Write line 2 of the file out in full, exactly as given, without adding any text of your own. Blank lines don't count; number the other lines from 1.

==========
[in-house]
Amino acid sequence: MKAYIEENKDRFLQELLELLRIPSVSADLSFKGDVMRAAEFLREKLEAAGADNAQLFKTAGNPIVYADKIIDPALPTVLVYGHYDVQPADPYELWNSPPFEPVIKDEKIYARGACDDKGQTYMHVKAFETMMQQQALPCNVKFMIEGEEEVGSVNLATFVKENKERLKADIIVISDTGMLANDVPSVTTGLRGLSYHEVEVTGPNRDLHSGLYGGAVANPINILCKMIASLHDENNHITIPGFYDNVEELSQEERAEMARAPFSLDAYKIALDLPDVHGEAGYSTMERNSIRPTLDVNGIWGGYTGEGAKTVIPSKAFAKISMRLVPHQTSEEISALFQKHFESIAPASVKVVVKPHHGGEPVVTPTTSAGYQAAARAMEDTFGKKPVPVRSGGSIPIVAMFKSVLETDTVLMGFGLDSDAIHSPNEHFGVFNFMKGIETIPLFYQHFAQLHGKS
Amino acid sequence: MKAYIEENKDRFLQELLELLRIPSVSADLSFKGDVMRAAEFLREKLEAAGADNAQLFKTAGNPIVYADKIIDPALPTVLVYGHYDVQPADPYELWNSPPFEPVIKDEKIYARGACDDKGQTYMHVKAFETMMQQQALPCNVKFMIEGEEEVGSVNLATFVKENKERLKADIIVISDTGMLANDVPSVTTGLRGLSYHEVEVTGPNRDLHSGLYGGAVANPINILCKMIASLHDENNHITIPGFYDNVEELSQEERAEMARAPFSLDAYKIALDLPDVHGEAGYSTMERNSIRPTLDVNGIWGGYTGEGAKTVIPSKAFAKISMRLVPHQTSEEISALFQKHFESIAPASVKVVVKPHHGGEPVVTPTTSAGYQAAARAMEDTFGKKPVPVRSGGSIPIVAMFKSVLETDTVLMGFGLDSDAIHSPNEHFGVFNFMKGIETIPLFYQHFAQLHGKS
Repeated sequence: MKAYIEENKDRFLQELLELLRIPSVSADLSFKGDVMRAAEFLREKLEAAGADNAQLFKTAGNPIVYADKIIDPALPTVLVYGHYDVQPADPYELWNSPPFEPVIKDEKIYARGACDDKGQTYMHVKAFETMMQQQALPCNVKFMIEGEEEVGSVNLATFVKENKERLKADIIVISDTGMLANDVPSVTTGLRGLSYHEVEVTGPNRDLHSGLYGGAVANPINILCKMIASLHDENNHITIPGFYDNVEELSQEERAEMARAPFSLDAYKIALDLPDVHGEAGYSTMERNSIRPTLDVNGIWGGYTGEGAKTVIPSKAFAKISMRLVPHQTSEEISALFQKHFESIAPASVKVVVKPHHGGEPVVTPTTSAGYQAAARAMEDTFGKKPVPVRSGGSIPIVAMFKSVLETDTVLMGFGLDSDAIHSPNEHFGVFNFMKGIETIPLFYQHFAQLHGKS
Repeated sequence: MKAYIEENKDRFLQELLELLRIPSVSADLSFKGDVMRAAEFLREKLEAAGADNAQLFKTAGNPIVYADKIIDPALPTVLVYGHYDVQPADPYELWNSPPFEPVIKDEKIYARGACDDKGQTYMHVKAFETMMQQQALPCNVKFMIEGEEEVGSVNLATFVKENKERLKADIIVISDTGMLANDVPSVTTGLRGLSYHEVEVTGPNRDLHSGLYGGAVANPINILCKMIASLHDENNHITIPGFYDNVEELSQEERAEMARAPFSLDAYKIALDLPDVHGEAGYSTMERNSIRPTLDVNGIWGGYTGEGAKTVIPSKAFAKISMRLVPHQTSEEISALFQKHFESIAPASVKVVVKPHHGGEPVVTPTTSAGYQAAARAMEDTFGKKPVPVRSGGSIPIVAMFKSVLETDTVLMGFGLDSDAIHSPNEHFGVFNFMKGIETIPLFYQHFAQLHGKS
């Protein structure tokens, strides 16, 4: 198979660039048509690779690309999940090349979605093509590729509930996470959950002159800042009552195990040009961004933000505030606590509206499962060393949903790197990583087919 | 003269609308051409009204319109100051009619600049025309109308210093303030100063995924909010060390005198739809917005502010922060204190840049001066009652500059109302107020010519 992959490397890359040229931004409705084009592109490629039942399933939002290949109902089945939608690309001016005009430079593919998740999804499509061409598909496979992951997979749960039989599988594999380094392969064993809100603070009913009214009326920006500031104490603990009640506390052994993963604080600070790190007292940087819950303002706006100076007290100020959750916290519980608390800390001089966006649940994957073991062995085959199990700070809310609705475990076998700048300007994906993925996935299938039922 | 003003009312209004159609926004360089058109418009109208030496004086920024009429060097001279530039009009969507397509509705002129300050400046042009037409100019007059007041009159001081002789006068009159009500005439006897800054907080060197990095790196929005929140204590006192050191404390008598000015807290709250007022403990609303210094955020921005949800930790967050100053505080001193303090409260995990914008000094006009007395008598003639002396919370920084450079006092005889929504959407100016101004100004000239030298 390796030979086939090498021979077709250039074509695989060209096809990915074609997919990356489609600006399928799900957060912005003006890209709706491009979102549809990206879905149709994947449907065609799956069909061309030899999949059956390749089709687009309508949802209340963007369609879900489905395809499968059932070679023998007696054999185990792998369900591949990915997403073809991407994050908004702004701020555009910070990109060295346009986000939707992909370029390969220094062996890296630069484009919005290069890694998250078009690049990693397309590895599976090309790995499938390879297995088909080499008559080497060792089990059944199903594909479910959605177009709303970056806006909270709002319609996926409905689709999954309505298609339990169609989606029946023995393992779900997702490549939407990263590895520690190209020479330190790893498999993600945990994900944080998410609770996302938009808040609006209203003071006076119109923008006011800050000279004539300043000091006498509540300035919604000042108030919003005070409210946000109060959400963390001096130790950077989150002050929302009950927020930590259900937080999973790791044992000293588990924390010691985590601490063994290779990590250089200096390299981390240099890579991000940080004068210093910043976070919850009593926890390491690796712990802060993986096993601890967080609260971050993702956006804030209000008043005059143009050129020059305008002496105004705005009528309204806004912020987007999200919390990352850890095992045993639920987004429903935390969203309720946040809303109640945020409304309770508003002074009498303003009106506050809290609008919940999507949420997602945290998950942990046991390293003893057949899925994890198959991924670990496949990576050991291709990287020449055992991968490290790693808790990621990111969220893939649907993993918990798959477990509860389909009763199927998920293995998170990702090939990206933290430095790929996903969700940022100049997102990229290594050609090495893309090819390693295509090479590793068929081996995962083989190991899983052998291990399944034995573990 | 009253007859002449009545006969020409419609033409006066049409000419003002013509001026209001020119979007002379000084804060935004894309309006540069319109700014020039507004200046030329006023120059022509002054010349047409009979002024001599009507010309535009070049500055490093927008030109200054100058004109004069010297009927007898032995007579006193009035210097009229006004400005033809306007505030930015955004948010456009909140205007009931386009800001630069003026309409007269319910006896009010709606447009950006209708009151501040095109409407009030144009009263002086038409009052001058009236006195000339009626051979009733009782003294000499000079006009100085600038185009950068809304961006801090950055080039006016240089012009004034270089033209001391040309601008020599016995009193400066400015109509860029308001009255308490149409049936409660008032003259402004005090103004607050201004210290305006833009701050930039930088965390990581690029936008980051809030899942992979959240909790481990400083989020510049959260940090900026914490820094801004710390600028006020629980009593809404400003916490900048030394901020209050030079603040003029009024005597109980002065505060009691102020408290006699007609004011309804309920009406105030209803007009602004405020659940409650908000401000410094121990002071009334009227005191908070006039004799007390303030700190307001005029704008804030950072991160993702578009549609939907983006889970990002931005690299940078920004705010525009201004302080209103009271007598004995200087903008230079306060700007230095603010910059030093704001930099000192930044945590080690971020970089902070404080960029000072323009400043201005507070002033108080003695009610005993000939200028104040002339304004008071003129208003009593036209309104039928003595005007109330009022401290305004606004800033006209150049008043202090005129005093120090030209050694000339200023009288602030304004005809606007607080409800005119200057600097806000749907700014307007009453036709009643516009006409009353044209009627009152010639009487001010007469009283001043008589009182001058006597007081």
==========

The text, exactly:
Amino acid sequence: MKAYIEENKDRFLQELLELLRIPSVSADLSFKGDVMRAAEFLREKLEAAGADNAQLFKTAGNPIVYADKIIDPALPTVLVYGHYDVQPADPYELWNSPPFEPVIKDEKIYARGACDDKGQTYMHVKAFETMMQQQALPCNVKFMIEGEEEVGSVNLATFVKENKERLKADIIVISDTGMLANDVPSVTTGLRGLSYHEVEVTGPNRDLHSGLYGGAVANPINILCKMIASLHDENNHITIPGFYDNVEELSQEERAEMARAPFSLDAYKIALDLPDVHGEAGYSTMERNSIRPTLDVNGIWGGYTGEGAKTVIPSKAFAKISMRLVPHQTSEEISALFQKHFESIAPASVKVVVKPHHGGEPVVTPTTSAGYQAAARAMEDTFGKKPVPVRSGGSIPIVAMFKSVLETDTVLMGFGLDSDAIHSPNEHFGVFNFMKGIETIPLFYQHFAQLHGKS